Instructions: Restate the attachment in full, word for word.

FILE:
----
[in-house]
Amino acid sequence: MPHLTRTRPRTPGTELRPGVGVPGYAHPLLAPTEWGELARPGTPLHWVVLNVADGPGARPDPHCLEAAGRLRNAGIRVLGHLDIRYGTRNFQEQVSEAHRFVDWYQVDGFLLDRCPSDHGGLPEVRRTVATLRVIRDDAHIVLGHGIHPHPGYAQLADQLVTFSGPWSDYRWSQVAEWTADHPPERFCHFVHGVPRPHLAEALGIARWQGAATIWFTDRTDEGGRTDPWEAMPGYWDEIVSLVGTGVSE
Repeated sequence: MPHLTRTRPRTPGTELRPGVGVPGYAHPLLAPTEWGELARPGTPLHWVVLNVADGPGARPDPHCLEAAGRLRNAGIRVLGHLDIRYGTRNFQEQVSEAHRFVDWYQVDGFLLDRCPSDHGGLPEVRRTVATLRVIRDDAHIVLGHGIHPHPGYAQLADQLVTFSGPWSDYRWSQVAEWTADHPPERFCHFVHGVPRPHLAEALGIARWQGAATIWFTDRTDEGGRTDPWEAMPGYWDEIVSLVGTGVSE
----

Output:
[in-house]
Amino acid sequence: MPHLTRTRPRTPGTELRPGVGVPGYAHPLLAPTEWGELARPGTPLHWVVLNVADGPGARPDPHCLEAAGRLRNAGIRVLGHLDIRYGTRNFQEQVSEAHRFVDWYQVDGFLLDRCPSDHGGLPEVRRTVATLRVIRDDAHIVLGHGIHPHPGYAQLADQLVTFSGPWSDYRWSQVAEWTADHPPERFCHFVHGVPRPHLAEALGIARWQGAATIWFTDRTDEGGRTDPWEAMPGYWDEIVSLVGTGVSE
Repeated sequence: MPHLTRTRPRTPGTELRPGVGVPGYAHPLLAPTEWGELARPGTPLHWVVLNVADGPGARPDPHCLEAAGRLRNAGIRVLGHLDIRYGTRNFQEQVSEAHRFVDWYQVDGFLLDRCPSDHGGLPEVRRTVATLRVIRDDAHIVLGHGIHPHPGYAQLADQLVTFSGPWSDYRWSQVAEWTADHPPERFCHFVHGVPRPHLAEALGIARWQGAATIWFTDRTDEGGRTDPWEAMPGYWDEIVSLVGTGVSE